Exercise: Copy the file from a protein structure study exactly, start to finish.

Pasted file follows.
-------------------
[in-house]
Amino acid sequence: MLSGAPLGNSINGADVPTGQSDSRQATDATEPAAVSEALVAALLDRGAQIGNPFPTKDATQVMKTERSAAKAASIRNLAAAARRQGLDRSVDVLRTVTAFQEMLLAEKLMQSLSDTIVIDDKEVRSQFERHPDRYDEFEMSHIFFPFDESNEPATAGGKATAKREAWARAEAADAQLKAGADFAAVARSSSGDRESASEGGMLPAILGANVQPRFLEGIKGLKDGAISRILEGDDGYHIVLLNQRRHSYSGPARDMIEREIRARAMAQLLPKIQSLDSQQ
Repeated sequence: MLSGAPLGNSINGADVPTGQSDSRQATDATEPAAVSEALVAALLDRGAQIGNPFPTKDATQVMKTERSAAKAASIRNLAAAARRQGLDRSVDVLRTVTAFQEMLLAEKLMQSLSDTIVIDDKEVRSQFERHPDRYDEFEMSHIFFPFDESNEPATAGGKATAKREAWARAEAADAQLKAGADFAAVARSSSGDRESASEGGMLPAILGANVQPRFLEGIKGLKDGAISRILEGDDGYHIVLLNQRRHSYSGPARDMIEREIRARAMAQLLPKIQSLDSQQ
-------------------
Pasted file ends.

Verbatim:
[in-house]
Amino acid sequence: MLSGAPLGNSINGADVPTGQSDSRQATDATEPAAVSEALVAALLDRGAQIGNPFPTKDATQVMKTERSAAKAASIRNLAAAARRQGLDRSVDVLRTVTAFQEMLLAEKLMQSLSDTIVIDDKEVRSQFERHPDRYDEFEMSHIFFPFDESNEPATAGGKATAKREAWARAEAADAQLKAGADFAAVARSSSGDRESASEGGMLPAILGANVQPRFLEGIKGLKDGAISRILEGDDGYHIVLLNQRRHSYSGPARDMIEREIRARAMAQLLPKIQSLDSQQ
Repeated sequence: MLSGAPLGNSINGADVPTGQSDSRQATDATEPAAVSEALVAALLDRGAQIGNPFPTKDATQVMKTERSAAKAASIRNLAAAARRQGLDRSVDVLRTVTAFQEMLLAEKLMQSLSDTIVIDDKEVRSQFERHPDRYDEFEMSHIFFPFDESNEPATAGGKATAKREAWARAEAADAQLKAGADFAAVARSSSGDRESASEGGMLPAILGANVQPRFLEGIKGLKDGAISRILEGDDGYHIVLLNQRRHSYSGPARDMIEREIRARAMAQLLPKIQSLDSQQ